It was a rainy Tuesday in a Taiwanese cafe in Shanghai, and Jun and I were having fried rice with a generous side of tears. To the patrons around us, the whole scene had “breakup” written all over it. But it wasn’t that kind of breakup. Leaving melodrama aside, this was the US government breaking up our trip back to my hometown of Cleveland, Ohio.
To me, Jun was the guy who first kissed me to the tune of cicadas, next to Hangzhou’s West Lake. The man who loved to pick me up from the metro station late at night, and ferry me home on the back of his bicycle. But to the visa officer at the US Consulate in Shanghai, Jun was just another immigration risk from China with no apartment or car, let alone a wife or children. “You’re too young,” the officer declared in Mandarin, stamping a denial in permanent red ink into the passport.
As 2010 comes to a close, I thought it might be cool to look back on your most favorite articles for the year (especially for those of you who have just discovered this blog). The criteria? They must have been posted in the category “China Articles,” and must have been written in 2010.
So, here they are, ranked according to number of views:
1. China Blogs by Western Women who Love Chinese Men. Readers loved this post (so much in fact, that it is the third most popular page overall for 2010!), rounding up all of the extraordinary Western women out there who love Chinese men, and blog about it. (P.S.: My apologies to the new voices I discovered later this year — I promise to revisit this topic in March 2011, and update everyone with the latest list of bloggers out there, which you can always find in my blogroll under “Chinese Men + Foreign Women”)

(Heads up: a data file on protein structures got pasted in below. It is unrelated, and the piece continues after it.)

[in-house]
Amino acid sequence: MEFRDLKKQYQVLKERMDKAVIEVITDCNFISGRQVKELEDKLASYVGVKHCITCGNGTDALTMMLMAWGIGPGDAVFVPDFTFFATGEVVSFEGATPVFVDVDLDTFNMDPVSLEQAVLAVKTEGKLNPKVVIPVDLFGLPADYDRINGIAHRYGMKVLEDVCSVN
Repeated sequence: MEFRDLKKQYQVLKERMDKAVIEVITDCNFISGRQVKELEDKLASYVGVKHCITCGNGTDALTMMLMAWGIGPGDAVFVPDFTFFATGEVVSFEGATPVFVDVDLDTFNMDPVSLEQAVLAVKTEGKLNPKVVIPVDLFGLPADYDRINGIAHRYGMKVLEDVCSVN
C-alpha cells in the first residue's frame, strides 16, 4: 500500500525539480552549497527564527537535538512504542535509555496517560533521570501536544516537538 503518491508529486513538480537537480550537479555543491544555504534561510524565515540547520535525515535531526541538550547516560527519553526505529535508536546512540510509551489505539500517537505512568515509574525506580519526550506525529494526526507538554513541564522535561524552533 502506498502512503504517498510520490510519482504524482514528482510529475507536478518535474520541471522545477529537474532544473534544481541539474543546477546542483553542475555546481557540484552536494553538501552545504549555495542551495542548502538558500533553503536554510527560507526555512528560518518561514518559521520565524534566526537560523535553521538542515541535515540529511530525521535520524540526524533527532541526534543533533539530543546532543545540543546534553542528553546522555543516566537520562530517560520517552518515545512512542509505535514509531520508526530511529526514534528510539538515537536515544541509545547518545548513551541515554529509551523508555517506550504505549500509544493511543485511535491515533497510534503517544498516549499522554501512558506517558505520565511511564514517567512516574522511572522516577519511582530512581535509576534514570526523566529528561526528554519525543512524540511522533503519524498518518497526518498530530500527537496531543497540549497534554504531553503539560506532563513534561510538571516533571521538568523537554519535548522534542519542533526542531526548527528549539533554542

2. Chinese Men Are Sexy. And, given that this is second most popular post for 2010, my readers agree! 😉
3. Three Inches of Separation: On Loving a Shorter Chinese Man. I wrote this after getting an e-mail from a supportive reader, about how she was taller than her boyfriend. And I never thought so many people would connect with my own tale of overcoming my own prejudices about height, to fall in love with a Chinese man who stands three inches below me.
That Taiwanese teahouse in Zhengzhou, with its weather-beaten wooden facade and rickety sign, faded away beside the signs and storefronts splashed in reds and yellows and blues on the Western end of Weiwu Road.
It didn’t sparkle like the clothing stores on Huayuan Road, where beautiful apparel and even more beautiful salespeople glimmered across the pearl white floors, to a technopop soundtrack. It never shook with crowds like the outdoor vegetable market, where stacks of caged pigeons squawked right opposite the tractors filled with the freshest watermelons in the city. It couldn’t even out-class the luxury of those Beijing-style fabric slippers sold just down the street, in silky pinks and reds and blues fit for an Empress.
Privacy & Cookies Policy
Necessary cookies are absolutely essential for the website to function properly. This category only includes cookies that ensures basic functionalities and security features of the website. These cookies do not store any personal information.
Any cookies that may not be particularly necessary for the website to function and is used specifically to collect user personal data via analytics, ads, other embedded contents are termed as non-necessary cookies. It is mandatory to procure user consent prior to running these cookies on your website.